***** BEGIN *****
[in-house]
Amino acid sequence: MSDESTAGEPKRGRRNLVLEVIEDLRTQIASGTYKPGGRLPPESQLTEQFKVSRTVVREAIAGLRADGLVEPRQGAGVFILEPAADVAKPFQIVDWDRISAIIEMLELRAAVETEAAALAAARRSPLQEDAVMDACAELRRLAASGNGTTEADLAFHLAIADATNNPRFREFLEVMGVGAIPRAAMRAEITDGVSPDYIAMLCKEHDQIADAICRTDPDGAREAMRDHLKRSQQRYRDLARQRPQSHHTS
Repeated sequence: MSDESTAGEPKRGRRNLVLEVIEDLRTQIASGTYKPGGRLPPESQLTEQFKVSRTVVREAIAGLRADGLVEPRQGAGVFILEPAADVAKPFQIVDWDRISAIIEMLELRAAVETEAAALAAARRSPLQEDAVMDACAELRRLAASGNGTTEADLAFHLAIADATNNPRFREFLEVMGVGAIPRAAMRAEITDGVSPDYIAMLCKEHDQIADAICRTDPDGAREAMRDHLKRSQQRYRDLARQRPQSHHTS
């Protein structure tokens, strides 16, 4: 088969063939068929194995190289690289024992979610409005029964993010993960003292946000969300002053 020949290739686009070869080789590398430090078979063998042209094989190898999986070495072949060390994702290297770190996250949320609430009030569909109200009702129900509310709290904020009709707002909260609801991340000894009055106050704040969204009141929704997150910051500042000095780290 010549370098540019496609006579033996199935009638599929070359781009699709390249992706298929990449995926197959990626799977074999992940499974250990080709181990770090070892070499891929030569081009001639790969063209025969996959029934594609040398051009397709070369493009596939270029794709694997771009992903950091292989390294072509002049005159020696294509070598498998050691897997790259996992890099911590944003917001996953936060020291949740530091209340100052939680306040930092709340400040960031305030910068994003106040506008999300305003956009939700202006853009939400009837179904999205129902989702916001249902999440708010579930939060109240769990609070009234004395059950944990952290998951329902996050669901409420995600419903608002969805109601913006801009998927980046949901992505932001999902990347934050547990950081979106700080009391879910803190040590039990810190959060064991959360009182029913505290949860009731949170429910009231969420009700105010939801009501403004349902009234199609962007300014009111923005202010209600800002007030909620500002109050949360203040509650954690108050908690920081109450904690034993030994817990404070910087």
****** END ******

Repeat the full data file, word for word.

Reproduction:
[in-house]
Amino acid sequence: MSDESTAGEPKRGRRNLVLEVIEDLRTQIASGTYKPGGRLPPESQLTEQFKVSRTVVREAIAGLRADGLVEPRQGAGVFILEPAADVAKPFQIVDWDRISAIIEMLELRAAVETEAAALAAARRSPLQEDAVMDACAELRRLAASGNGTTEADLAFHLAIADATNNPRFREFLEVMGVGAIPRAAMRAEITDGVSPDYIAMLCKEHDQIADAICRTDPDGAREAMRDHLKRSQQRYRDLARQRPQSHHTS
Repeated sequence: MSDESTAGEPKRGRRNLVLEVIEDLRTQIASGTYKPGGRLPPESQLTEQFKVSRTVVREAIAGLRADGLVEPRQGAGVFILEPAADVAKPFQIVDWDRISAIIEMLELRAAVETEAAALAAARRSPLQEDAVMDACAELRRLAASGNGTTEADLAFHLAIADATNNPRFREFLEVMGVGAIPRAAMRAEITDGVSPDYIAMLCKEHDQIADAICRTDPDGAREAMRDHLKRSQQRYRDLARQRPQSHHTS
């Protein structure tokens, strides 16, 4: 088969063939068929194995190289690289024992979610409005029964993010993960003292946000969300002053 020949290739686009070869080789590398430090078979063998042209094989190898999986070495072949060390994702290297770190996250949320609430009030569909109200009702129900509310709290904020009709707002909260609801991340000894009055106050704040969204009141929704997150910051500042000095780290 010549370098540019496609006579033996199935009638599929070359781009699709390249992706298929990449995926197959990626799977074999992940499974250990080709181990770090070892070499891929030569081009001639790969063209025969996959029934594609040398051009397709070369493009596939270029794709694997771009992903950091292989390294072509002049005159020696294509070598498998050691897997790259996992890099911590944003917001996953936060020291949740530091209340100052939680306040930092709340400040960031305030910068994003106040506008999300305003956009939700202006853009939400009837179904999205129902989702916001249902999440708010579930939060109240769990609070009234004395059950944990952290998951329902996050669901409420995600419903608002969805109601913006801009998927980046949901992505932001999902990347934050547990950081979106700080009391879910803190040590039990810190959060064991959360009182029913505290949860009731949170429910009231969420009700105010939801009501403004349902009234199609962007300014009111923005202010209600800002007030909620500002109050949360203040509650954690108050908690920081109450904690034993030994817990404070910087």